Please join me in welcoming Southlands Replicas to the Dinosaur Toy Blog! Based out of New South Wales, this fledgling brand’s focus is on Australian wildlife, both past and present. Appropriately, their very first figure is the legendary and tragic thylacine.
This thylacine is meant to represent an adult male. It is sculpted in a threat display with its feet planted, its head raised, and its jaws open to the full 120 degree extent, exposing all its sharp teeth. Alternatively, it could just be letting out a very big yawn. Either way, it looks impressive!
At around 11 cm long, this male thylacine is about the same length as the female from CollectA, but considerably beefier and taller at 6 cm. Its fur is coloured light brown with a white underbelly, black stripes on its back, medium brown stripes on its tail, and black claws and pads on its feet. Its head features a black nose and mouth lining, light pink for the inside of the mouth, a maroon tongue, off white teeth, medium brown eyes, and pink inside the ears. There is also a bare patch of salmon-coloured skin on its underside, with a visible scrotum.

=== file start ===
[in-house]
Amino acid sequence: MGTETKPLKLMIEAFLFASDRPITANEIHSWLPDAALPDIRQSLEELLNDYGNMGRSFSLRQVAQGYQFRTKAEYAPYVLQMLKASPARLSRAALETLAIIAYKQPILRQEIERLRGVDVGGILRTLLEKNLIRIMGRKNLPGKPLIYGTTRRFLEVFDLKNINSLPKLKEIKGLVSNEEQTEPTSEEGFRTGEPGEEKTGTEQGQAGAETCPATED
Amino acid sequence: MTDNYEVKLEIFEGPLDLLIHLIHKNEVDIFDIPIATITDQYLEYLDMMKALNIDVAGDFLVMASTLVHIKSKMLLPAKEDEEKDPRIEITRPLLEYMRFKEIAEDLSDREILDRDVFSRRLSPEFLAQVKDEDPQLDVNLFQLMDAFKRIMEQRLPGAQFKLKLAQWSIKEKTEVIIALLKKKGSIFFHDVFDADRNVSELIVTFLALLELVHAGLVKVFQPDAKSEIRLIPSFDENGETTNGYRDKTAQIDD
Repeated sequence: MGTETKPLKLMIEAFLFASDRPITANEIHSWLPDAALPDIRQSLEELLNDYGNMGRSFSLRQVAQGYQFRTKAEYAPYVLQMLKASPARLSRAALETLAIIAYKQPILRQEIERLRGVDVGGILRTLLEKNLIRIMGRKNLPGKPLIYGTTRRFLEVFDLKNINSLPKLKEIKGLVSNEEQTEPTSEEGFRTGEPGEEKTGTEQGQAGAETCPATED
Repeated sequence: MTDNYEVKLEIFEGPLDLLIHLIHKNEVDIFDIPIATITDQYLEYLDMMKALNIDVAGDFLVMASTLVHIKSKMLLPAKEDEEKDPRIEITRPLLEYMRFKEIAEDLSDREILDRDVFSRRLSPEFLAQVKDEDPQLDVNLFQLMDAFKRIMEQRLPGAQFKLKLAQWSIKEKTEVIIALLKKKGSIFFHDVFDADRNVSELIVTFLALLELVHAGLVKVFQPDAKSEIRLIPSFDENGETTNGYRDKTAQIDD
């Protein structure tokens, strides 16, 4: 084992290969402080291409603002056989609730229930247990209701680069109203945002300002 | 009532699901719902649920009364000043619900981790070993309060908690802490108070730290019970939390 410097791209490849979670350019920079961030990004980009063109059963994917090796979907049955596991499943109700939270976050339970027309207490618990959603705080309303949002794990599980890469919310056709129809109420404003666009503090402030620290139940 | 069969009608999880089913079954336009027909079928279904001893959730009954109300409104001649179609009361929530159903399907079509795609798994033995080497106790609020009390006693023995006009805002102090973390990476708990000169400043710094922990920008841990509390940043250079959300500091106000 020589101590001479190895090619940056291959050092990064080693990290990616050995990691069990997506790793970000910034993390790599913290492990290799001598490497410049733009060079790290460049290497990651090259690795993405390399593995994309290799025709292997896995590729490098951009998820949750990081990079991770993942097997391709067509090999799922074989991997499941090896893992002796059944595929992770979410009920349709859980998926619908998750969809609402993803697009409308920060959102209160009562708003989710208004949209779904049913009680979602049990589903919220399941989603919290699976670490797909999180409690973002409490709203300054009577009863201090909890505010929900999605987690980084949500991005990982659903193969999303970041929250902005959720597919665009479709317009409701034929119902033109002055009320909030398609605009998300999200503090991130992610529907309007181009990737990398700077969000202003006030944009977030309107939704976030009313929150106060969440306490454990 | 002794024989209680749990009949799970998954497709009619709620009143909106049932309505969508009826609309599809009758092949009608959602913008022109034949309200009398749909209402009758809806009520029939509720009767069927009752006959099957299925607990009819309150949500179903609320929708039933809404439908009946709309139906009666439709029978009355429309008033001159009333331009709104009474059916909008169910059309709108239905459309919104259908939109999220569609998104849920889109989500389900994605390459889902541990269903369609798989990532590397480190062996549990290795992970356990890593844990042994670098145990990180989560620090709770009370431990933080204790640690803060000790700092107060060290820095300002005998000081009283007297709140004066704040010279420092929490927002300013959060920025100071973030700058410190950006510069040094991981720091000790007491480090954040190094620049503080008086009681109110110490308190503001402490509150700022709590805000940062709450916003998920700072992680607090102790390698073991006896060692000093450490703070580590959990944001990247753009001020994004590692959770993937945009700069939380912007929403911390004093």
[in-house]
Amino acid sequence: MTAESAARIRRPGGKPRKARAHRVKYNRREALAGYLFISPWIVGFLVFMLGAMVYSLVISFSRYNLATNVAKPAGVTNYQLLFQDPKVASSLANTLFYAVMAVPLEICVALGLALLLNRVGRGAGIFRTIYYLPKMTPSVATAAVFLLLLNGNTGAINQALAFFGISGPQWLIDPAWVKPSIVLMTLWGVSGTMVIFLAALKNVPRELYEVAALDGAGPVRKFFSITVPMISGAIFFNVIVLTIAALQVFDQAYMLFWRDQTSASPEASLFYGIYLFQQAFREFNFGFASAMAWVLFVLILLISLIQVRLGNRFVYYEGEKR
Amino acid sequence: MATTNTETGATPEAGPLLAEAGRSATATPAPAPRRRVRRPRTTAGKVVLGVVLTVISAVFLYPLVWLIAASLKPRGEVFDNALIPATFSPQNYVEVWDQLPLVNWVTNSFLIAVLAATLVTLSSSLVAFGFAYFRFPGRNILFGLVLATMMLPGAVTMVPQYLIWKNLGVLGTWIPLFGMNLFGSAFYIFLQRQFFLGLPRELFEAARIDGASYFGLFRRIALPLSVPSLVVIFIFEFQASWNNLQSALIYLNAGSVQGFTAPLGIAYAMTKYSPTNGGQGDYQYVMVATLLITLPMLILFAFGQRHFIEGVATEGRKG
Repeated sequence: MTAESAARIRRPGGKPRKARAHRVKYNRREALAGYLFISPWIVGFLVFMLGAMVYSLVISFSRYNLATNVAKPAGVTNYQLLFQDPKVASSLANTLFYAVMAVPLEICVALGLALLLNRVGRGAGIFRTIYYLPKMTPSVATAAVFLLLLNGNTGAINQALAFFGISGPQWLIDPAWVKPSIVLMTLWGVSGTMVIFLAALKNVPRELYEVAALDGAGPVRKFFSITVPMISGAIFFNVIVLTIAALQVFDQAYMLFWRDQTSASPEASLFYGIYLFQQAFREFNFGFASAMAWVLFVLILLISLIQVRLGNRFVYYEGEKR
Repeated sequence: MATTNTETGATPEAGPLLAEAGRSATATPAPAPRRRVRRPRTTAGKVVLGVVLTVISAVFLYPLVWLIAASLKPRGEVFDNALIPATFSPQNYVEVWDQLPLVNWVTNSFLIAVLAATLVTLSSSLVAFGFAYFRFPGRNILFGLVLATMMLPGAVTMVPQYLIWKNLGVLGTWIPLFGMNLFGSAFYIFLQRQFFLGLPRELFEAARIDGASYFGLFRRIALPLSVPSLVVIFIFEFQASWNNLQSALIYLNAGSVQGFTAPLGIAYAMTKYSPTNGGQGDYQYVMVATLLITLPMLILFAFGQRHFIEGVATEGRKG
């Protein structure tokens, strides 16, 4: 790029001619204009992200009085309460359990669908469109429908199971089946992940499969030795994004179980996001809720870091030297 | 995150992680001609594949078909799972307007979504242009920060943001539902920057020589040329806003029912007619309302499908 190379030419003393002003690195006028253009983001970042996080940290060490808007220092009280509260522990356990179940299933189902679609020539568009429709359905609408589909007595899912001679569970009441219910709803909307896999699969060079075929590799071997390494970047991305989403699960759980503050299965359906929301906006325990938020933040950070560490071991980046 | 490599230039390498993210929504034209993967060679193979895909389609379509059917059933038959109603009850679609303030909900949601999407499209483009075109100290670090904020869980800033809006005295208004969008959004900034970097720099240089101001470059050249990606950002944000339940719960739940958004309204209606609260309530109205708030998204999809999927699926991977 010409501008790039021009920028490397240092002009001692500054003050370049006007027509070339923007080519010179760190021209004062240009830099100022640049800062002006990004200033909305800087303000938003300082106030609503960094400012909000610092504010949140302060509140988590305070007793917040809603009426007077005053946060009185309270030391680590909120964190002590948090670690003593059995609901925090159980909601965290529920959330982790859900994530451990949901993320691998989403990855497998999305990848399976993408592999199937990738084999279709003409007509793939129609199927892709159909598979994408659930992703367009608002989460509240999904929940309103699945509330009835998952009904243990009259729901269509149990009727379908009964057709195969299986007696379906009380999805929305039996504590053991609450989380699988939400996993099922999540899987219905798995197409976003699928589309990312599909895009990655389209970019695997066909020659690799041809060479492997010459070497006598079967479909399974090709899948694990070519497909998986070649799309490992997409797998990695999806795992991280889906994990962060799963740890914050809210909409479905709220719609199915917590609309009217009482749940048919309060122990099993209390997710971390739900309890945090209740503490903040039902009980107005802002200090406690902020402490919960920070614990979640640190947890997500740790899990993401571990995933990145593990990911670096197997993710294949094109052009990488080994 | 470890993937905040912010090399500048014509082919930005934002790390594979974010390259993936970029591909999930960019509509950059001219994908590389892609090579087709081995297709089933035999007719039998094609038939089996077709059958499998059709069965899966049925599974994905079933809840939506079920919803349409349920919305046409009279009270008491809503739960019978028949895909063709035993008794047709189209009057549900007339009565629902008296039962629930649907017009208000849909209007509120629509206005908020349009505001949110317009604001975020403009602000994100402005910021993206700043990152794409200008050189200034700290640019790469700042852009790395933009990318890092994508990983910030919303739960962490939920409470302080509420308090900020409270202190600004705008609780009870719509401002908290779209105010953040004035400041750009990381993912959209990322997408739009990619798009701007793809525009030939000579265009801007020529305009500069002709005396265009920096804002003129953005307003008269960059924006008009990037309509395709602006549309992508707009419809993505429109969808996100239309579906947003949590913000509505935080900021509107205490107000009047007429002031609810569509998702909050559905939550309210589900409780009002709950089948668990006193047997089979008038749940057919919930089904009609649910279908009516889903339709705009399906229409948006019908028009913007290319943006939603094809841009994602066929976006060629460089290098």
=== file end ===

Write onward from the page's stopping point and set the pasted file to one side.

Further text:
The detailing on this thylacine rivals that of any of the mammals from CollectA or Safari. The sleek fur is meticulously sculpted and the folds of skin on the back of the neck give the animal a realistic appearance. The muscles in the limbs are nicely defined and the proportions seem to be in keeping with all we know about thylacine anatomy. Paint quality, however, is an issue. The tail on my thylacine was slightly warped when I took it out of the packaging, and when I tried bending it back into a stiffer pose, the paint began to chip! I’ve never had that happen with any of my animal figures before.
Aside from the paint chipping (which I certainly hope isn’t a widespread issue), this is a really great thylacine figure with excellent detail and a fierce appearance. Southlands Replicas clearly has the potential to become one of the best animal toy companies out there. I certainly hope they tackle Australovenator, Kunbarrasaurus, Muttaburrasaurus, or some other Australian dinosaurs in the future!